U.S. Senate candidate John Hickenlooper cannot block a subpoena to testify about his alleged violations of a gift ban, a Denver judge ruled late Wednesday.

Hickenlooper, a Democrat, is scheduled to testify before the state’s Independent Ethics Commission on Thursday morning about private jet flights he accepted from wealthy friends and businesses while governor. Earlier this week, his attorney sought to quash a subpoena from the IEC, claiming it was a violation of due process rights for the commission to force Hickenlooper to testify virtually.

Late Wednesday night, Denver District Court Judge Christopher J. Baumann disagreed in a short written ruling. He declined to block the IEC’s subpoena of Hickenlooper and declined to stop Thursday morning’s hearing.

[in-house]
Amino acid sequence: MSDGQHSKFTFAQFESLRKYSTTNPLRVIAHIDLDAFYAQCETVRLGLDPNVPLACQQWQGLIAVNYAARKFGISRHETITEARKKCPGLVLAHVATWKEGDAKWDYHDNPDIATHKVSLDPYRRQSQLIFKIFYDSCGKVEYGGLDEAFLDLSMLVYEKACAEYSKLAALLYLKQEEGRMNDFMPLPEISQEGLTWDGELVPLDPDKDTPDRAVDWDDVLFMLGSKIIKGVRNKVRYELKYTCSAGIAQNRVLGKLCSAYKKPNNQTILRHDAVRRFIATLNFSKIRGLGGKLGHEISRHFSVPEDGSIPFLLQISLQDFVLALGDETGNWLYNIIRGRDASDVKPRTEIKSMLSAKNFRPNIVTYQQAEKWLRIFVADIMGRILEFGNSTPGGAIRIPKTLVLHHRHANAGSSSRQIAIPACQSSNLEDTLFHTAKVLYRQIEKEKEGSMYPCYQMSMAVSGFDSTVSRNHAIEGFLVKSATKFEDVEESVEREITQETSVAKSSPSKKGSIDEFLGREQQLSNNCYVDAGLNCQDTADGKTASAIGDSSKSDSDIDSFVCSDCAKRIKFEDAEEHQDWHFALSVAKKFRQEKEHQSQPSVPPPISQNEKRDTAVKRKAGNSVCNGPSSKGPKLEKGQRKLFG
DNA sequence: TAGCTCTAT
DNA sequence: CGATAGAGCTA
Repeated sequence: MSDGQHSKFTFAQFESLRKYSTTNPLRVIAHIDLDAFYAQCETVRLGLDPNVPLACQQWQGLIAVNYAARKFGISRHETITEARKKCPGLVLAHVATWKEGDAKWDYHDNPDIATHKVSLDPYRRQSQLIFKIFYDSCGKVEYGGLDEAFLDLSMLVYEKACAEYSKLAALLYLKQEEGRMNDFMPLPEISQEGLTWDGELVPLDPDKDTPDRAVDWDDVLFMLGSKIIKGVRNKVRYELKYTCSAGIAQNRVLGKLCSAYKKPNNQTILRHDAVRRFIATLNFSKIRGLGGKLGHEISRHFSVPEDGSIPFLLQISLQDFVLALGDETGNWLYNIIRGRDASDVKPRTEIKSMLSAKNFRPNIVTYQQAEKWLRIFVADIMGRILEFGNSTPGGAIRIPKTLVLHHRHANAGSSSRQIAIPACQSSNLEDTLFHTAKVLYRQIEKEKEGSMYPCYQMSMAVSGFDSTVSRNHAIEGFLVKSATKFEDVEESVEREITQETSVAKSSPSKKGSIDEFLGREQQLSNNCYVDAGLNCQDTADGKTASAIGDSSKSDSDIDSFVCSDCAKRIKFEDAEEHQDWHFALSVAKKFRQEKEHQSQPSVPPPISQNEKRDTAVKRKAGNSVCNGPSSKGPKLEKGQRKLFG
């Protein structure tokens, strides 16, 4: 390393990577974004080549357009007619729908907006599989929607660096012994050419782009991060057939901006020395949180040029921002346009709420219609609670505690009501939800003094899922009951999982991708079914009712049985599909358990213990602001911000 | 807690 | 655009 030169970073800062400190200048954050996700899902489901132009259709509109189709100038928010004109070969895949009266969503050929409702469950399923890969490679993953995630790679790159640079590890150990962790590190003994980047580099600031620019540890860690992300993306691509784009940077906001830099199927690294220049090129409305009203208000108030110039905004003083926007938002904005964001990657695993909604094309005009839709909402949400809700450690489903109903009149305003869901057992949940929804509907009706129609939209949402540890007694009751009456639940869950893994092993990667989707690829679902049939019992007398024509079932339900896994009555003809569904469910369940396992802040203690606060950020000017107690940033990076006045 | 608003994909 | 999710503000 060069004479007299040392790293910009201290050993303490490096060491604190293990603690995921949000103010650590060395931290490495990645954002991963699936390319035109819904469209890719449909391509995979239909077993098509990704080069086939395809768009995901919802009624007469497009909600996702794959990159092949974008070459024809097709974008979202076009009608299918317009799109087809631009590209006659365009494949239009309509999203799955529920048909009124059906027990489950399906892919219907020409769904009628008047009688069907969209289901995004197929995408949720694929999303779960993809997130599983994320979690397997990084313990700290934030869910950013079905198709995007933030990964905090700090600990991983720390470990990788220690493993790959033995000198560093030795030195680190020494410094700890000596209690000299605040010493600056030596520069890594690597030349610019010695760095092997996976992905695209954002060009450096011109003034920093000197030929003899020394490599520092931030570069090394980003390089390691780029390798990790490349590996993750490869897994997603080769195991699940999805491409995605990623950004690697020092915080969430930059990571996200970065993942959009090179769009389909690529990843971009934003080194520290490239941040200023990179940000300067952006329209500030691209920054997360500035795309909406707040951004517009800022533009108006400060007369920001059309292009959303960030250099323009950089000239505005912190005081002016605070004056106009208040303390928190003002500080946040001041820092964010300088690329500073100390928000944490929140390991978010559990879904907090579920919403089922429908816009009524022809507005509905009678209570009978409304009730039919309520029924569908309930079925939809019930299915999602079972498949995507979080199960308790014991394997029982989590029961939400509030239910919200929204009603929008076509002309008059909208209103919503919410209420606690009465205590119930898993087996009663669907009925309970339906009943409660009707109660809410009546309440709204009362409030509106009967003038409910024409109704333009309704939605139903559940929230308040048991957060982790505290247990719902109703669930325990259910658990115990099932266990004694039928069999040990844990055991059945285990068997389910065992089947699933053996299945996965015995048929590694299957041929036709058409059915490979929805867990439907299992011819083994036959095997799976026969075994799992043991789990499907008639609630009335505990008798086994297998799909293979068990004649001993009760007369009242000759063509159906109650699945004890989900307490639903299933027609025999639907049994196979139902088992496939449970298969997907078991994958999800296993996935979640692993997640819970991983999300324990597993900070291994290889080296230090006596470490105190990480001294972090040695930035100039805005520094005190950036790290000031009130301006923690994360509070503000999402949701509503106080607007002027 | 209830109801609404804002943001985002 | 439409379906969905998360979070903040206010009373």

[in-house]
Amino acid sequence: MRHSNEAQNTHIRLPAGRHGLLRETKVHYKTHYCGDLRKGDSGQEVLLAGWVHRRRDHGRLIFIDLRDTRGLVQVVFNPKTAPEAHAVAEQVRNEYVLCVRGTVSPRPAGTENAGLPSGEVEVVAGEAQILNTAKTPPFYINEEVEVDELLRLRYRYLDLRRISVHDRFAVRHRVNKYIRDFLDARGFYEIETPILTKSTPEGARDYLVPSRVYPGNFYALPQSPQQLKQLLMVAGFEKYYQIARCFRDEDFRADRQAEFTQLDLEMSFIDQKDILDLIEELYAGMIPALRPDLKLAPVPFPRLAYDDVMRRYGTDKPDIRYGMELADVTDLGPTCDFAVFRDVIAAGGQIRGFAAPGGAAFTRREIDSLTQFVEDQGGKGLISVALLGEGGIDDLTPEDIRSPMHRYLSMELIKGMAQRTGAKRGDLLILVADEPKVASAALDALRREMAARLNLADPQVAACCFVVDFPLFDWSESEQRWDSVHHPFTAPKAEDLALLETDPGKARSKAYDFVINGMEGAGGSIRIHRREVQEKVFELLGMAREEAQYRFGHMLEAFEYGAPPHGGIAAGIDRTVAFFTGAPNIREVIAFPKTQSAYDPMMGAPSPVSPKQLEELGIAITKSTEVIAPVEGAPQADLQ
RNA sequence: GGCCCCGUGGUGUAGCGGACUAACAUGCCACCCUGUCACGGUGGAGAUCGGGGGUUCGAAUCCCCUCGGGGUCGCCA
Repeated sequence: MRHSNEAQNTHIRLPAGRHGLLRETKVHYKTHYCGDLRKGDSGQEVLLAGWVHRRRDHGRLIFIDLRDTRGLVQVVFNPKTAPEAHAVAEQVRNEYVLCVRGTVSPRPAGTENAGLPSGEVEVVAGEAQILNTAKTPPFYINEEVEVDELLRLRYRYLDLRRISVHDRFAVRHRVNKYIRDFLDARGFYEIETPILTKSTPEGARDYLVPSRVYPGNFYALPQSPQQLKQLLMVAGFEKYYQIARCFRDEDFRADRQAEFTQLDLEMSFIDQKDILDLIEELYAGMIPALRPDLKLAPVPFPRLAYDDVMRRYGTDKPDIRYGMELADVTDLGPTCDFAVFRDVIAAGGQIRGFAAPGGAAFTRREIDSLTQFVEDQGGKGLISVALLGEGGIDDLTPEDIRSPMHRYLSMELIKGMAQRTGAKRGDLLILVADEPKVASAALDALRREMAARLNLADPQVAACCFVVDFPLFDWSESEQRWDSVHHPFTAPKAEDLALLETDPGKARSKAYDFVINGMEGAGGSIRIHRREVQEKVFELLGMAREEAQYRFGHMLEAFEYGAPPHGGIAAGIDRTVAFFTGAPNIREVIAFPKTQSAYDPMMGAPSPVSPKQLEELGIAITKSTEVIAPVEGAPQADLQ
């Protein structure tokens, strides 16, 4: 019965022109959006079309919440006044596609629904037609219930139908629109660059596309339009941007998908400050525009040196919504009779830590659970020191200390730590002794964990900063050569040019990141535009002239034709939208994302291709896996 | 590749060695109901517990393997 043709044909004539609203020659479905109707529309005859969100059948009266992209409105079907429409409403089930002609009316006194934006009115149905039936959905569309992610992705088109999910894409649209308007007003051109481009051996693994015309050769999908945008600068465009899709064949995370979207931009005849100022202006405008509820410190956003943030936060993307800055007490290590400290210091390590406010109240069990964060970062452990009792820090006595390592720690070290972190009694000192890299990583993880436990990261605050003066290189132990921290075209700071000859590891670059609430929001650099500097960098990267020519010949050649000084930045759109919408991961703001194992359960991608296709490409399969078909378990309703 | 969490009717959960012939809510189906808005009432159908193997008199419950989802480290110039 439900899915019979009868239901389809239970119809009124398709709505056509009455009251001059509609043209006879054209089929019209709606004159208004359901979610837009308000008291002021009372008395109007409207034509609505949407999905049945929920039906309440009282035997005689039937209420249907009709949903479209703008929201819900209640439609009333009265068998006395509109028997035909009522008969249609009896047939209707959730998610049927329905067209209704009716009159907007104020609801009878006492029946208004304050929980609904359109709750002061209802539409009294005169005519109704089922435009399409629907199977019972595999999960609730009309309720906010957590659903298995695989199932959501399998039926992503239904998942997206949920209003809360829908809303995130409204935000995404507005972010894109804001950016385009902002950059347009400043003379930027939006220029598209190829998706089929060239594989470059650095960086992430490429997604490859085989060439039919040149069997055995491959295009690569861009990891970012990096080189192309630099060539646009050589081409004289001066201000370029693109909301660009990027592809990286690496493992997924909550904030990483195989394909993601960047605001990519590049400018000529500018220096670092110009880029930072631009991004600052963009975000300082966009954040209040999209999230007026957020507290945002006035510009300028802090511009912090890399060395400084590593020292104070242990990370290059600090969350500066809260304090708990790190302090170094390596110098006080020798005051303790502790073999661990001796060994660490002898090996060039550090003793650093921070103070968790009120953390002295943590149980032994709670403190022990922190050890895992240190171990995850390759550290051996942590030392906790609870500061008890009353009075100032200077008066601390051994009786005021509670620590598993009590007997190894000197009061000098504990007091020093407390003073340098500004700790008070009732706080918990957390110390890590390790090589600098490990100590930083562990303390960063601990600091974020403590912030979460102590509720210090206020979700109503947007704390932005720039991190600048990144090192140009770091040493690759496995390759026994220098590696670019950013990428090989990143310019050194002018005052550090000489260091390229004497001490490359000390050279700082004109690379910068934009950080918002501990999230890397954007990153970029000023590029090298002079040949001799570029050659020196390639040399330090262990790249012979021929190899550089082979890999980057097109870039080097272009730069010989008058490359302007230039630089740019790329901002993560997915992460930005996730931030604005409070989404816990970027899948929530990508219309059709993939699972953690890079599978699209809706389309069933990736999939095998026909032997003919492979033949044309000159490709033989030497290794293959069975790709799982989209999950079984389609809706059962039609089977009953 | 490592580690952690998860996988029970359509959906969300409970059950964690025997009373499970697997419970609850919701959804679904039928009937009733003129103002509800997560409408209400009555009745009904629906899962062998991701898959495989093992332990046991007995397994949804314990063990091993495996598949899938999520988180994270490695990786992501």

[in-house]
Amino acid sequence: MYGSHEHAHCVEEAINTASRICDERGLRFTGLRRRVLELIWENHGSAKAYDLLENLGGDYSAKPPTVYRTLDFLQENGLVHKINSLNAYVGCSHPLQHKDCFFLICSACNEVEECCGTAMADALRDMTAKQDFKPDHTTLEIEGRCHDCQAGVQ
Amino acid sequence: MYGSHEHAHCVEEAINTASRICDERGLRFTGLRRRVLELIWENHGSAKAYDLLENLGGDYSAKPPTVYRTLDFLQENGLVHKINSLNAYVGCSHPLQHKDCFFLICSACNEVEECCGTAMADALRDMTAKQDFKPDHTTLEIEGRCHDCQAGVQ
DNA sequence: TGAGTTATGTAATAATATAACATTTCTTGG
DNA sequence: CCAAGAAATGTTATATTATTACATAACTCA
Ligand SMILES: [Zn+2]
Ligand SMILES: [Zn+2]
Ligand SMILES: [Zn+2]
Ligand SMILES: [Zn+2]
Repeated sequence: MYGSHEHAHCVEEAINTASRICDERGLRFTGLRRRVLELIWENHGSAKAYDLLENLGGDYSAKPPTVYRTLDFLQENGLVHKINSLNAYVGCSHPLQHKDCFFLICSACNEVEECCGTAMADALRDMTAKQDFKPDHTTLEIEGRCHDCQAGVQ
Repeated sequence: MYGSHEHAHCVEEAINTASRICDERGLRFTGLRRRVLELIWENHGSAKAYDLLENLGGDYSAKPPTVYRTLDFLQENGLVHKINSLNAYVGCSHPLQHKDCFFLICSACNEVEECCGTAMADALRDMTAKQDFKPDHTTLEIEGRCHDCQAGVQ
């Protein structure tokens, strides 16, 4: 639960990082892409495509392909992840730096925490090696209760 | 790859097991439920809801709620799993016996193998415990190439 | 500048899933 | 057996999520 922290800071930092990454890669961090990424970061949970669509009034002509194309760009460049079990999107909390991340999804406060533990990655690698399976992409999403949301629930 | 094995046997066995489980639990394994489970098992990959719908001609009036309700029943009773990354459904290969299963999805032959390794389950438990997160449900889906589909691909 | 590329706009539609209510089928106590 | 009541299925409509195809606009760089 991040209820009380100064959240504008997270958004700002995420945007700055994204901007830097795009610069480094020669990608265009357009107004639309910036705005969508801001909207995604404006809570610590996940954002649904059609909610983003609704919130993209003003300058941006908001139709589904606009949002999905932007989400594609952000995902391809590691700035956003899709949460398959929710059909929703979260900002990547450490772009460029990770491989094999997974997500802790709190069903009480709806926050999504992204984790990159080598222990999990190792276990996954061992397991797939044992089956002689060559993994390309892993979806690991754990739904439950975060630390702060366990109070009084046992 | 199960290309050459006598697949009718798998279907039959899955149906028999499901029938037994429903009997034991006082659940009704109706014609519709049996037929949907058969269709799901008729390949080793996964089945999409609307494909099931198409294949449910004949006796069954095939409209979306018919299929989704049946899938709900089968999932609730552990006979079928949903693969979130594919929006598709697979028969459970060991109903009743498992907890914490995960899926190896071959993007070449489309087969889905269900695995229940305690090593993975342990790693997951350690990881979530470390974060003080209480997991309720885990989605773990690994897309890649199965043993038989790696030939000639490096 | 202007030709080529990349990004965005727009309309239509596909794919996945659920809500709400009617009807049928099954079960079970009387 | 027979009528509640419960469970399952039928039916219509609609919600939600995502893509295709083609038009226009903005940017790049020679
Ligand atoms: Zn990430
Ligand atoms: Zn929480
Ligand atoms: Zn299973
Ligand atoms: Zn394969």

“For better or worse,” the judge wrote, “remote legal proceedings are the norm right now and the IEC has made an informed decision to proceed by video conference in order to avoid any additional delays in (Hickenlooper’s) case. The court will not second-guess that decision.”

Whether Hickenlooper will abide by the subpoena remains unclear. Around 10 p.m. Wednesday night — 11 hours before the 9 a.m. hearing was set to begin — the Hickenlooper campaign said it was weighing its options.

“Governor Hickenlooper has said for months he wants to testify, but even the Republicans behind this politically motivated complaint agreed an unreliable and glitchy virtual hearing would not protect his due process rights,” said Melissa Miller, a spokeswoman for the Hickenlooper campaign.